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Saltwater Anglers have waited 42 years to be recognized in federal law

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As Congress returns from the campaign trail, there is a major effort underway to pass comprehensive legislation before the 115th Congress adjourns that addresses the most pressing needs on America’s public lands and waterways. While any legislative vehicle is likely to include a variety of measures important to America’s millions of sportsmen and women, it is critical that this package fix a problem decades in the making: outdated management of America’s federal fisheries.

Each year, 11 million Americans travel to our nation’s coasts to take part in one of America’s favorite pastimes – recreational fishing. These saltwater anglers annually support 440,000 American jobs, including thousands of manufacturing and supply jobs in non-coastal states, and pump $63.4 billion into the U.S. economy. Yet, angling in federal waters has been managed by an antiquated federal system that never considered the needs of the recreational fishing sector and never anticipated its growth.

{mosads}Because federal law has never considered the fundamental differences between recreational and commercial fishing practices, federal fisheries management problems facing anglers have been snowballing for decades. Those problems are impediments to participation in sportfishing. How can we engage the next generation of anglers when the federal rules unnecessarily stand in the way?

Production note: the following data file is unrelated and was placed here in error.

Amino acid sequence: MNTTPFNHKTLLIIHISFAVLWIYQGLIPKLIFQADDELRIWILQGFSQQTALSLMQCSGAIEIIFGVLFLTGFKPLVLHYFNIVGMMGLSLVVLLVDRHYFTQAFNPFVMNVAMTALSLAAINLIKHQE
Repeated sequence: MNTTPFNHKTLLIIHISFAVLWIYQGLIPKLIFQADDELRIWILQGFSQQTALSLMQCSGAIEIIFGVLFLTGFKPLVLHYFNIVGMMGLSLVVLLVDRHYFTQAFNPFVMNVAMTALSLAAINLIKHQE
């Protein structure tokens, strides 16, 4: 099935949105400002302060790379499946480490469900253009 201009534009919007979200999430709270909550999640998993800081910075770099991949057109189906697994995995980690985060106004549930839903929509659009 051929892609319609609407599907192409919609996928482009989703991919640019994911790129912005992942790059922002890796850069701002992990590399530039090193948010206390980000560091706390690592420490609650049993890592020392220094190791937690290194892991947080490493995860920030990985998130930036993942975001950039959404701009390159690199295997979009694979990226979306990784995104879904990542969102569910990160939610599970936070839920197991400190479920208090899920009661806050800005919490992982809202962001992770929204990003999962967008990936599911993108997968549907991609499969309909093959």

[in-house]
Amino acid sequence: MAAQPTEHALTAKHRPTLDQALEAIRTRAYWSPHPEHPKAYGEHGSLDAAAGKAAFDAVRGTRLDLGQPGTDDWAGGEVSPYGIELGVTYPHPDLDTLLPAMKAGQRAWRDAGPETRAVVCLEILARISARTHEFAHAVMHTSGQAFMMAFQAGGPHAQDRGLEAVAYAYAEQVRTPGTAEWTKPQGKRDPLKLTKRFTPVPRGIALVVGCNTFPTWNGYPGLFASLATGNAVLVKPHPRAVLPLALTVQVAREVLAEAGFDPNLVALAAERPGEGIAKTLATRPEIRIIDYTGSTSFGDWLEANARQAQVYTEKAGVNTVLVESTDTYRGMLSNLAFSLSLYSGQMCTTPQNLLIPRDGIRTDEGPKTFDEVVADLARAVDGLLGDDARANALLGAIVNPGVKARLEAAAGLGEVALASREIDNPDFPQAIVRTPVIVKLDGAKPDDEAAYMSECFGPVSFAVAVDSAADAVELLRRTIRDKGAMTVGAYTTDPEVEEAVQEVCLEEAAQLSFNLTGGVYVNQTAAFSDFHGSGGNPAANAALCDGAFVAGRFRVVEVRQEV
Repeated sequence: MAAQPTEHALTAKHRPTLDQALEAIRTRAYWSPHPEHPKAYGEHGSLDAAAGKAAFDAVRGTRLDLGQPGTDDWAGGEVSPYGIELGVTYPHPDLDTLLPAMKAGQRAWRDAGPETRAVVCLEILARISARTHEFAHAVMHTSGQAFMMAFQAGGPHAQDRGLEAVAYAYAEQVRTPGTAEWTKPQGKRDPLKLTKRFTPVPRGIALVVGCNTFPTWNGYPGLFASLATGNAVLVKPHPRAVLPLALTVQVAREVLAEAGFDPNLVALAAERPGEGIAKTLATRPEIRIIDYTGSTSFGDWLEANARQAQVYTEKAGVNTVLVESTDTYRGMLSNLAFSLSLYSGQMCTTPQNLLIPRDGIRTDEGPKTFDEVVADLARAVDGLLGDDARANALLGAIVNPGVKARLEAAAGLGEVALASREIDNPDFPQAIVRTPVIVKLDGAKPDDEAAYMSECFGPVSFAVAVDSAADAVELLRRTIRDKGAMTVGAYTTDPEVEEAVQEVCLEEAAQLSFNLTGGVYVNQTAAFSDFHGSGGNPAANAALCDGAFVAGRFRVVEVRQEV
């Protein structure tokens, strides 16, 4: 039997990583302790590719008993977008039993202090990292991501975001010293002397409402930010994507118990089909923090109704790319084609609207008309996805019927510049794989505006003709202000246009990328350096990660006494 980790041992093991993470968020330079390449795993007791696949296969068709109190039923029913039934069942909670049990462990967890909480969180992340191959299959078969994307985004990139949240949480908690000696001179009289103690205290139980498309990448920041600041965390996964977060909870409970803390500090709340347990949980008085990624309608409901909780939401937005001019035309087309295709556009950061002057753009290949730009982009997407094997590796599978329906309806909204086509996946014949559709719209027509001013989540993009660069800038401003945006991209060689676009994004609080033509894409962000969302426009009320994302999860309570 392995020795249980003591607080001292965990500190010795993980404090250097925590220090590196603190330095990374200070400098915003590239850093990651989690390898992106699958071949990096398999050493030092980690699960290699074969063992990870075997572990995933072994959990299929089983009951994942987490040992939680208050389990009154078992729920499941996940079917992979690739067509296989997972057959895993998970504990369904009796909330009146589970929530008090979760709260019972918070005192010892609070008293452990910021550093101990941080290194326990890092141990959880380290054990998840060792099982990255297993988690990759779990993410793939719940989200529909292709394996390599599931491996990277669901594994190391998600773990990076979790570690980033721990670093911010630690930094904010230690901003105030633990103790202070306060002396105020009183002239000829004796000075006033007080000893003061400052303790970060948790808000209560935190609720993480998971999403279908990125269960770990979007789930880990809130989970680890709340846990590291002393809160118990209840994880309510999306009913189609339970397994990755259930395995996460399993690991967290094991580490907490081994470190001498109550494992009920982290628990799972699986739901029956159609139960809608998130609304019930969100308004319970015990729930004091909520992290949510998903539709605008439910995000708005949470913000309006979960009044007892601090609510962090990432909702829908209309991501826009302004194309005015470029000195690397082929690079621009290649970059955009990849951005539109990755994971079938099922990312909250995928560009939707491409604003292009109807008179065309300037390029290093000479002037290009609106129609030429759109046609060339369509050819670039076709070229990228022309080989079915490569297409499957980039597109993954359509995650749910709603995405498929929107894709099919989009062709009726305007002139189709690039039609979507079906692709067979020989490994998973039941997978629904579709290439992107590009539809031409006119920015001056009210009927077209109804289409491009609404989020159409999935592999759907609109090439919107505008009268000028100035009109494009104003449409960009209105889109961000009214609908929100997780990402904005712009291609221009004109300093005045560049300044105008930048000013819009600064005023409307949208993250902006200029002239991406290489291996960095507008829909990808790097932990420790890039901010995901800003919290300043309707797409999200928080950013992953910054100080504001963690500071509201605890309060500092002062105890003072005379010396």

Five years ago, along with Bass Pro Shops’ Johnny Morris, I co-chaired the Commission on Saltwater Recreational Fisheries Management, which was made up of recreational fishing stakeholders, marine fisheries experts, environmentalists, and federal and state fisheries managers to develop a vision for saltwater recreational fishing. In 2014, we presented federal policymakers a report on ways to improve recreational fisheries management. But still, anglers are being forced into a commercial fisheries management model like a square peg in a round hole.

Tired of the status quo and inaction at the federal level, America’s recreational anglers again called for change at the start of this Congress and threw their support behind the Modern Fish Act (Modernizing Recreational Fisheries Management Act of 2017), which offers commonsense solutions and management tools that would bring federal fisheries management into the 21st century and fit the nature of recreational fishing. If passed, the effects of this landmark legislation will be monumental: better overall management of America’s fisheries through the availability of new data collection methods; additional management tools designed for recreational fishing; improved access for America’s anglers, and in turn, enhanced conservation funding.

The sportfishing community’s national reach is shown through broad, bipartisan support for the Modern Fish Act. In the Senate, nearly 20 senators—an even mix of Democrats and Republicans—have signed up as co-sponsors. In the House of Representatives, the Modern Fish Act consistently received bipartisan support and was ultimately included in a larger bill that passed on the House floor this summer with support from both Democrats and Republicans. This legislative momentum was a direct result of hundreds of thousands of Americans writing, calling and speaking with their representatives and senators over the past two years urging passage of this important legislation.

Support for the Modern Fish Act is clear, and after two years of progress, it is time for this Congress to push the bill across the finish line. As Congress works to wrap up its legislative business before the holidays, I hope it will give anglers well-deserved acknowledgment by passing the Modern Fish Act to improve the way America’s fisheries are managed in federal waters.

Scott Deal is a leader in marine conservation and president of Maverick Boat Group based in Fort Pierce, Fla.


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